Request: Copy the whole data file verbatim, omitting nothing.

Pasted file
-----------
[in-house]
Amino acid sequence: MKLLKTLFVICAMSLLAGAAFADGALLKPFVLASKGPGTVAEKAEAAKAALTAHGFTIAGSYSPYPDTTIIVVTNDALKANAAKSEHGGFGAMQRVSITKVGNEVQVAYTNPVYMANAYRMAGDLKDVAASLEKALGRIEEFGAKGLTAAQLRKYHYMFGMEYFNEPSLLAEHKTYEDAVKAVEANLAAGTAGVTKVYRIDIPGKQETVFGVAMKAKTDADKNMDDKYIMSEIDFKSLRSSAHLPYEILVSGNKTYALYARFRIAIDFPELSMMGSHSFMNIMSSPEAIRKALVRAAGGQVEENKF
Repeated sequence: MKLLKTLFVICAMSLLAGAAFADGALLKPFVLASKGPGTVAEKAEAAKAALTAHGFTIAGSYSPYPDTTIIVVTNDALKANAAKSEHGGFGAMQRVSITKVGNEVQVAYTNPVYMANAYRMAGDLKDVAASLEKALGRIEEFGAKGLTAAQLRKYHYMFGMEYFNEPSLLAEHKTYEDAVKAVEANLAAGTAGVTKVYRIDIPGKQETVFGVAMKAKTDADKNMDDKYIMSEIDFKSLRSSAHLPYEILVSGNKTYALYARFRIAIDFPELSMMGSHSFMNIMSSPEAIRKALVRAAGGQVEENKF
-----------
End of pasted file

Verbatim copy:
[in-house]
Amino acid sequence: MKLLKTLFVICAMSLLAGAAFADGALLKPFVLASKGPGTVAEKAEAAKAALTAHGFTIAGSYSPYPDTTIIVVTNDALKANAAKSEHGGFGAMQRVSITKVGNEVQVAYTNPVYMANAYRMAGDLKDVAASLEKALGRIEEFGAKGLTAAQLRKYHYMFGMEYFNEPSLLAEHKTYEDAVKAVEANLAAGTAGVTKVYRIDIPGKQETVFGVAMKAKTDADKNMDDKYIMSEIDFKSLRSSAHLPYEILVSGNKTYALYARFRIAIDFPELSMMGSHSFMNIMSSPEAIRKALVRAAGGQVEENKF
Repeated sequence: MKLLKTLFVICAMSLLAGAAFADGALLKPFVLASKGPGTVAEKAEAAKAALTAHGFTIAGSYSPYPDTTIIVVTNDALKANAAKSEHGGFGAMQRVSITKVGNEVQVAYTNPVYMANAYRMAGDLKDVAASLEKALGRIEEFGAKGLTAAQLRKYHYMFGMEYFNEPSLLAEHKTYEDAVKAVEANLAAGTAGVTKVYRIDIPGKQETVFGVAMKAKTDADKNMDDKYIMSEIDFKSLRSSAHLPYEILVSGNKTYALYARFRIAIDFPELSMMGSHSFMNIMSSPEAIRKALVRAAGGQVEENKF